RHINELANDER - You know technology moves fast. That means you probably have old cell phones laying around. Now, you can put them to good use.
The Cell Phones for Soldiers program started today in Rhinelander. It's one of many ways the Oneida County Military Support Group continues help troops overseas.
"The last Saturday of every month, we gather up the items that we are going to ship and then we pack them and ship them. This Saturday we had, I think there was ten girl scouts here helping us pack, which was really nice," says Ray Zastrow, Onieda County Military Support Group.
Now the group teamed up with AT&T to get cell phones to soldiers. Many people were there to support the program, including State Representative Rob Swearingen and State Senator Tom Tiffany.
"If you have phones at home that you are not using, cell phones, there's several collection spots in Rhinelander right now that you can drop off the phones," says Ray Zastrow.
You can take your old cell phones to Trig's, Nicolet College, the Rhinelander Area Chamber of Commerce, the V. F. W. Club House, the American Legion Building, and Wal-Mart.
MINOCQUA - A major 'safety net' resource used by nearly 800,000 people in Wisconsin could get cut in half. The Trump Administration wants to radically change SNAP. The Supplemental Nutrition Assistance Program formally known as food stamps. " It's a fundamental lifeline," said St. Germain Sentury Foods owner David Weber. Last Monday Weber found out a lifeline for some of his customers was at risk.
" In its current form it's a very vital necessity for the families," said Weber. Weber's store has supported the current debit card style SNAP or food stamp program since it started in the 60s. However, the Trump administration wants to radically change SNAP to a food box delivery styled program in its 2019 budget. " The boxes people would receive, would contain mostly shelve stable food it doesn't [provide] fresh vegetables," said Weber. With the change low- income Americans receiving at least $90 a month would get half their benefits in the form of a "USDA Foods package."
" There may be a need for change for the SNAP program, but I'm not sure the proposed changes are the way to go," said Weber. The box would include shelf stable milk, ready to eat cereals, pasta, peanut butter, and beans, but no fruits or vegetables. " [It's a] disservice to the community and the people who receive that benefit," said Weber. Weber said right now the current SNAP program allows people to get the food their families need when they need it. Instead of the nearly 800,000 SNAP users in Wisconsin needing to wait for a pre-arranged box delivery. " If there is going to be changes they need to be realistic changes that won't hurt people," said Weber.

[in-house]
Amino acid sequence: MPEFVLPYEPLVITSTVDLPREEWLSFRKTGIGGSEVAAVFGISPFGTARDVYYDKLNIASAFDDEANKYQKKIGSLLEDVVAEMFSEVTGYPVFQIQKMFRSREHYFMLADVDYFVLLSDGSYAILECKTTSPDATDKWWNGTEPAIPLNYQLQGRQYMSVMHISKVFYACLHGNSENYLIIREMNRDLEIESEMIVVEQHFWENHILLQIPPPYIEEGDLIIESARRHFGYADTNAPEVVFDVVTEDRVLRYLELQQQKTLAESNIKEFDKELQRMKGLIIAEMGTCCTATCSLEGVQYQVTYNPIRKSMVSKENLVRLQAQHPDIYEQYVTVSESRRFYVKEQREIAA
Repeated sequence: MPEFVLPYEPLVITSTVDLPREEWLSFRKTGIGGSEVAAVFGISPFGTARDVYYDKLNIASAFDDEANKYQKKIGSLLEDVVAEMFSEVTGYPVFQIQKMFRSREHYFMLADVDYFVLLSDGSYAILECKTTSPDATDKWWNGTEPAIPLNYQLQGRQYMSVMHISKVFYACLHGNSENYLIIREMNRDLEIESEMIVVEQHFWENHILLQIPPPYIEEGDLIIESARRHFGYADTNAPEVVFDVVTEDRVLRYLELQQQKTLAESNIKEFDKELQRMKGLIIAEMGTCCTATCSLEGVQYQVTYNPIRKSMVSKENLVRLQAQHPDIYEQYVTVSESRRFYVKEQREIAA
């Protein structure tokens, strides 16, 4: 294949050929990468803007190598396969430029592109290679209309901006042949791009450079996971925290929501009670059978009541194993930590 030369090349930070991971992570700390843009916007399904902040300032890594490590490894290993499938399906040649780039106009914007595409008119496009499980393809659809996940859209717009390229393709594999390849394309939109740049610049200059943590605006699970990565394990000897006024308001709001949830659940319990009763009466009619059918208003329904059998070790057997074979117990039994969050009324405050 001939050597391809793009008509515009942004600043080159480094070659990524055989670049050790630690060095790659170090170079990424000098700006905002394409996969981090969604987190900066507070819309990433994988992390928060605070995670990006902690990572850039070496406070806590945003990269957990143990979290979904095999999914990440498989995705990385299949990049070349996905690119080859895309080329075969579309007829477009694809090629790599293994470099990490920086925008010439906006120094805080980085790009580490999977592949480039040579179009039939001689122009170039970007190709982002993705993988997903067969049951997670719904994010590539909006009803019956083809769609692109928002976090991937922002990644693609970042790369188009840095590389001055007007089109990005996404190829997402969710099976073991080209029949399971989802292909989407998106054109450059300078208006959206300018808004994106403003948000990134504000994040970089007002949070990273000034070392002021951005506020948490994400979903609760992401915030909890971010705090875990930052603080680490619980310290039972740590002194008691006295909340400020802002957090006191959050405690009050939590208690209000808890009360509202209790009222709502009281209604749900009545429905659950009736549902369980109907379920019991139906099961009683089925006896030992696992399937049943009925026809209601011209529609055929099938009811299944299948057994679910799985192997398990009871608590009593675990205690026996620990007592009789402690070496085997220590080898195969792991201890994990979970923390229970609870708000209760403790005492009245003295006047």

STEVENS POINT - Stevens Point Police are investigating an armed robbery.
Around 6 a.m. Sunday morning, police and Portage County Sheriff Deputies responded to a report of an armed robbery at the R Store in the 5400 block of HWY 10 E in Stevens Point. Police say during the initial investigation, they determined an armed suspect displayed a weapon and took money from the store.
EAGLE RIVER - A Snow Show in Eagle River reminded visitors of all that snowmobiling clubs do for Wisconsin. About 300 people stopped by the Eagle River Derby Track Sunday for the event. The Association of Wisconsin Snowmobile Clubs invited 15 vendors to help educate people about the economics and basics of snowmobiling.
"We just want everybody to be aware of all the work that goes into maintaining and upkeep of the snowmobile trails," said Association of Wisconsin Snowmobile Clubs President Dave Newman. It was the 5th annual Snow Show.
LAKE TOMAHAWK - A 32-year-old woman had to be airlifted to a hospital after a snowmobile crash.
Oneida County Sheriff's Department Sgt. Tyler Young said emergency crews responded to the accident around 8:30 a.m. Sunday morning. It happened in an area off Highway 47 near Fawn Lake Rd in McNaughton.
PELICAN LAKE - Tribal members from across Wisconsin held a Deep Winter Camp to pass on parts of their cultures. Members from several different tribes wanted to give kids the chance to experience a piece of their culture. They hope the camp encourages younger members to keep traditions going and never forget where they came from. "They're going to be the next teachers they're good kids and we all love every kid that came here and spent time with us. They all learned something and they'll take it back and teach others," said Lac du Flambeau Band Vice Chairman John Johnson Sr.
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